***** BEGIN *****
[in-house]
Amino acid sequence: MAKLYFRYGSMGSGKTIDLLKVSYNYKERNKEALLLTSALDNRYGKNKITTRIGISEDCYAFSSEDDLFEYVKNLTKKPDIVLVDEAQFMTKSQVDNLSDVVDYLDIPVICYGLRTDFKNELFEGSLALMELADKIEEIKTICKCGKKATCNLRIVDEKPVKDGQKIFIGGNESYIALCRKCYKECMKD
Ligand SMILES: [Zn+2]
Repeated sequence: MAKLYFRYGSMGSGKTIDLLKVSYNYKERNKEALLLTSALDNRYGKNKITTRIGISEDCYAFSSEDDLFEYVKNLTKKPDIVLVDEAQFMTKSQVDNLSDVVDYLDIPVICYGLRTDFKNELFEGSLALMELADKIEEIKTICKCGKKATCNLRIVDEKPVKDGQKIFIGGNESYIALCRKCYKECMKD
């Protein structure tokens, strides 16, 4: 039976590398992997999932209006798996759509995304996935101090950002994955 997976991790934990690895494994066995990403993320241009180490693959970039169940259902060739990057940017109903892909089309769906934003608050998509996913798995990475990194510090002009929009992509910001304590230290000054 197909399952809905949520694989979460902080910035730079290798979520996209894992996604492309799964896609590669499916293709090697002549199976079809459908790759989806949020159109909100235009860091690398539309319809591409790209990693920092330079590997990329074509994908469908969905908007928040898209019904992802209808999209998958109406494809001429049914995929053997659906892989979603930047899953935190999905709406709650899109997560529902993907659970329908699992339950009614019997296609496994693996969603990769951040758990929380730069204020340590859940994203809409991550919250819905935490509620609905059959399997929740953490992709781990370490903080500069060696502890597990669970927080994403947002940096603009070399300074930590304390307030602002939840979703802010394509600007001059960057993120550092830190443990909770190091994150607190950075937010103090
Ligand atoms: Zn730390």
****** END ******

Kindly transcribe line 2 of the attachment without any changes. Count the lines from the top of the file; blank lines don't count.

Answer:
Amino acid sequence: MAKLYFRYGSMGSGKTIDLLKVSYNYKERNKEALLLTSALDNRYGKNKITTRIGISEDCYAFSSEDDLFEYVKNLTKKPDIVLVDEAQFMTKSQVDNLSDVVDYLDIPVICYGLRTDFKNELFEGSLALMELADKIEEIKTICKCGKKATCNLRIVDEKPVKDGQKIFIGGNESYIALCRKCYKECMKD